Qi Gong . . . the leading edge of
"Qi Gong is an art and skill to train Qi. To be exact, it is a method by which the practitioner gets physical and mental self-exercise and healing. To achieve this aim, the practitioner must associate his mind, posture and breathing and act on the whole organism. On one hand, it actively self-regulates the functional activity of the organism and maintains a dynamic equilibrium. On the other hand, it enables the body to produce an `energy-storing' reaction, reduce the energy consumption and increase energy accumulation, producing the effects of regulating Yin-Yang, dredging the meridians and emitting external Qi." (from the book of `Chinese Qi Gong', publishing house of Shanghai University of TCM)
In this country there are many types of therapies being used for cancer treatment and recovery - chemotherapy, radiation, hormones, herbs, diet, experimental drugs etc... One therapy that is not very well promoted is the use of exercise. The ancient Chinese exercise of Qi Gong (literally translated breath work) has been practiced in China for many years with the purpose of prevention and recovery from cancer and other serious chronic diseases. Hundreds of medical cases and personal testimonies have been documented to support the statement that this therapy can eliminate symptoms and prolong the lives of cancer patients. The following paragraphs will give some history about a particular walking qi gong, its founder, and the physiological and psychological effects that practice can have on the body, mind and spirit.
Walking Qi Gong was founded by a Chinese woman named Guo Lin (1906-1984). In 1949 she was diagnosed with uterine cancer and had surgery to remove it. In 1960 she had a reoccurrence and found it had mestatasized to her bladder. Another operation was done to remove the cancerous portion of the bladder. Again she had relapsed and was given only 6 months to live. Not willing to give up her fight, she recalled the qi gong her grandfather had taught her as a child. She researched and practiced, but did not feel much results. She did more research of the ancient writings and then developed her own practice schedule - two hours everyday and in six months her cancer had subsided. From her experience she believed that this qi gong could help others to have more success in their fight against disease and illness. So in 1970 she began giving lessons in what she called New Qi Gong Therapy. She combined both movement and meditative (quiet) qi gong.
By 1977 she had achieved such tremendous results that she publicly announced that qi gong could heal cancer, and thus her classes grew to 300-400 students a day. By using this simple method of walking, moving and breathing her students lives were being enhanced and many experienced recovery from their illness and pain free years added to their lives. She worked with her assistants until her death in 1984, traveling all over China, at the request of others, to teach and lecture. She left a marvelous legacy of hope and encouragement for all those who suffer from life threatening disease.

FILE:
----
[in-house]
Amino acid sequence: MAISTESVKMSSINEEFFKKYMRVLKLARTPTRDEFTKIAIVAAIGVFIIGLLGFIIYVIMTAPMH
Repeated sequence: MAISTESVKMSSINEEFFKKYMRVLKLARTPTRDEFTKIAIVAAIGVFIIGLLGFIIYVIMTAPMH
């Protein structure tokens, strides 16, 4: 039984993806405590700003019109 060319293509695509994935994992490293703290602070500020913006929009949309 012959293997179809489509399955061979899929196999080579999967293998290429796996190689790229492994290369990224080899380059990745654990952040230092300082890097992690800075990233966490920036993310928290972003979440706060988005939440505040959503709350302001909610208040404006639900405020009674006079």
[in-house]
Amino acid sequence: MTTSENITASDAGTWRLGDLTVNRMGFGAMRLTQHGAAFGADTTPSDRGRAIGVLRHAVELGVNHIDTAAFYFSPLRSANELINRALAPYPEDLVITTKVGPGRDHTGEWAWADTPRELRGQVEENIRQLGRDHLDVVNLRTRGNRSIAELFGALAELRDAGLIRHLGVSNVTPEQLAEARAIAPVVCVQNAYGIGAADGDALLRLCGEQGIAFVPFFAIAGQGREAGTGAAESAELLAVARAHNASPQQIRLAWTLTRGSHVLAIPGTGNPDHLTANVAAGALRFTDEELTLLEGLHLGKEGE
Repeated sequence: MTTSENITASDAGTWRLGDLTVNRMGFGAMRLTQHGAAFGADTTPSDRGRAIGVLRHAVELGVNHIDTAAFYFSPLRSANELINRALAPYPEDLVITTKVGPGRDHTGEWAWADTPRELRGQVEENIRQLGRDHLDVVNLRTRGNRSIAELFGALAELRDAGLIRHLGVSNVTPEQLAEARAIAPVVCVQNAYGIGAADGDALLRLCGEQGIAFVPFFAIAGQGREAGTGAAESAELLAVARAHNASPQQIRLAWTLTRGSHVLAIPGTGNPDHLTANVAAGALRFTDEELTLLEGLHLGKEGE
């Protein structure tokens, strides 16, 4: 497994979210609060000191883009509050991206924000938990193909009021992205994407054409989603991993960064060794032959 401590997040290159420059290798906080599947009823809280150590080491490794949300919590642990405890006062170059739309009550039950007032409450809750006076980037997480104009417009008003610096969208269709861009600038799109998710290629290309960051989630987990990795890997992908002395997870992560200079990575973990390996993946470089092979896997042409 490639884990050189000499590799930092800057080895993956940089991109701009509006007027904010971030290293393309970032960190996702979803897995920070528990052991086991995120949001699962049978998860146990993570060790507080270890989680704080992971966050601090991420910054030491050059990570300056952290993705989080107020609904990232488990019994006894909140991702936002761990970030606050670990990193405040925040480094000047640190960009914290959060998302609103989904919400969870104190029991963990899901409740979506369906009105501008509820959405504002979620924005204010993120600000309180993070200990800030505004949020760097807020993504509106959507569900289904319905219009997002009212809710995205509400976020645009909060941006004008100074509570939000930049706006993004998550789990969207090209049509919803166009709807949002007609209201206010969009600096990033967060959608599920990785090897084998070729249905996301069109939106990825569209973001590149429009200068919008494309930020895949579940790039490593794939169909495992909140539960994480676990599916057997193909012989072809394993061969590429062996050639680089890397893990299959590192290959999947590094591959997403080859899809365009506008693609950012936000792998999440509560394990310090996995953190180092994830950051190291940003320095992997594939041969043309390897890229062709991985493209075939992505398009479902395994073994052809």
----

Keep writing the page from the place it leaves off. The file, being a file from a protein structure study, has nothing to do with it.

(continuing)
According to Traditional Chinese Medicine, when chi (vital energy) and blood are flowing freely, the body will maintain the balance of yin and yang and disease will disappear. By practicing qi gong, chi and blood circulation are improved, balance of yin and yang is restored and the meridians are opened allowing unimpeded flow of chi and blood.
Practicing qi gong also has positive results on regulating the respiration and oxygen of the body. An insufficient supply of oxygen can increase the growth of cancer. When the body is rich in oxygen, the cancer cells die. The more one practices qi gong, the greater the oxygen content in the body.
Another important factor is the stability of one's emotions. By obtaining a state of meditation, one is not distracted by depressing thoughts or worries. The feeling of helplessness is lifted and a positive attitude emerges. Through relaxation the body returns to a more normal state. A feeling of happiness and confidence helps to maintain a fighting spirit. This feeling of confidence is also achieved through group practice. One becomes more committed to the fight and their willpower is strengthened. When one or more of the group has good results, then others will be encouraged and keep a positive outlook, which aids in the healing process.
The above points are a possible explanation of how walking qi gong prevents and encourages recovery from cancer and chronic diseases. No longer does anyone have to be passive and alone in his or her fight against serious disease. Now is the opportunity to take an active role in healing your body. Members of the Cancer Recovery Clubs in China come together and practice qi gong everyday. They are living and breathing monuments of the results which are possible. We can all experience first hand this ancient healing art by learning the slow, meditative movements of qi gong.